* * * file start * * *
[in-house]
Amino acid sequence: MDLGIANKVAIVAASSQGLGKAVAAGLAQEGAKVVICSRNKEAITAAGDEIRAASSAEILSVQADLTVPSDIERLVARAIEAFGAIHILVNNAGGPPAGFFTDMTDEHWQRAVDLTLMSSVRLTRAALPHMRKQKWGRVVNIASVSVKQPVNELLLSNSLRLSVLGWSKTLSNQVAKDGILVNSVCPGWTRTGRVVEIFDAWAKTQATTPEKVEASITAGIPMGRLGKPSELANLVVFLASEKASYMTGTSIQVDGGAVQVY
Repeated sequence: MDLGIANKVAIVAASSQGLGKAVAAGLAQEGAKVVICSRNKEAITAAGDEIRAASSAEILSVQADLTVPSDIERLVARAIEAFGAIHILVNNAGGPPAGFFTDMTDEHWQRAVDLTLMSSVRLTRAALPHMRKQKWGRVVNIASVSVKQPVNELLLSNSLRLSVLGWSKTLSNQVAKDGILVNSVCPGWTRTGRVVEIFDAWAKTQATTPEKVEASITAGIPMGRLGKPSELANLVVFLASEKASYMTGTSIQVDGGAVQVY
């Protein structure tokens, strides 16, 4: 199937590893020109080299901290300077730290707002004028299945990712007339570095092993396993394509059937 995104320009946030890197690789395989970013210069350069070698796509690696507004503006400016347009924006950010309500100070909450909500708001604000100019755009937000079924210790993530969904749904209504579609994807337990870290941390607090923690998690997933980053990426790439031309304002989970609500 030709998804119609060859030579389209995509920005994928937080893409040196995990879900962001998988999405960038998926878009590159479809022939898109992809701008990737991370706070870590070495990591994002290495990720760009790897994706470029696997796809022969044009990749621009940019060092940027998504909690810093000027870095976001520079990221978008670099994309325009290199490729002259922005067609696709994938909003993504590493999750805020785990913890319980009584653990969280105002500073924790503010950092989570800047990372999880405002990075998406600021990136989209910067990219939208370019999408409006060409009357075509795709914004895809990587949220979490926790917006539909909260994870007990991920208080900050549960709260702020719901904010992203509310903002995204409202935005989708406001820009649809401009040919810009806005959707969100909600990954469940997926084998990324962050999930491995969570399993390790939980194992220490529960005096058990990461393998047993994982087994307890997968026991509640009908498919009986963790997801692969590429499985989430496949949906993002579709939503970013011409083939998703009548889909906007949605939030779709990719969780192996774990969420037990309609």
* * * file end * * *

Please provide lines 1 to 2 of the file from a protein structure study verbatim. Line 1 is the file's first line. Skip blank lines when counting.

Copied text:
[in-house]
Amino acid sequence: MDLGIANKVAIVAASSQGLGKAVAAGLAQEGAKVVICSRNKEAITAAGDEIRAASSAEILSVQADLTVPSDIERLVARAIEAFGAIHILVNNAGGPPAGFFTDMTDEHWQRAVDLTLMSSVRLTRAALPHMRKQKWGRVVNIASVSVKQPVNELLLSNSLRLSVLGWSKTLSNQVAKDGILVNSVCPGWTRTGRVVEIFDAWAKTQATTPEKVEASITAGIPMGRLGKPSELANLVVFLASEKASYMTGTSIQVDGGAVQVY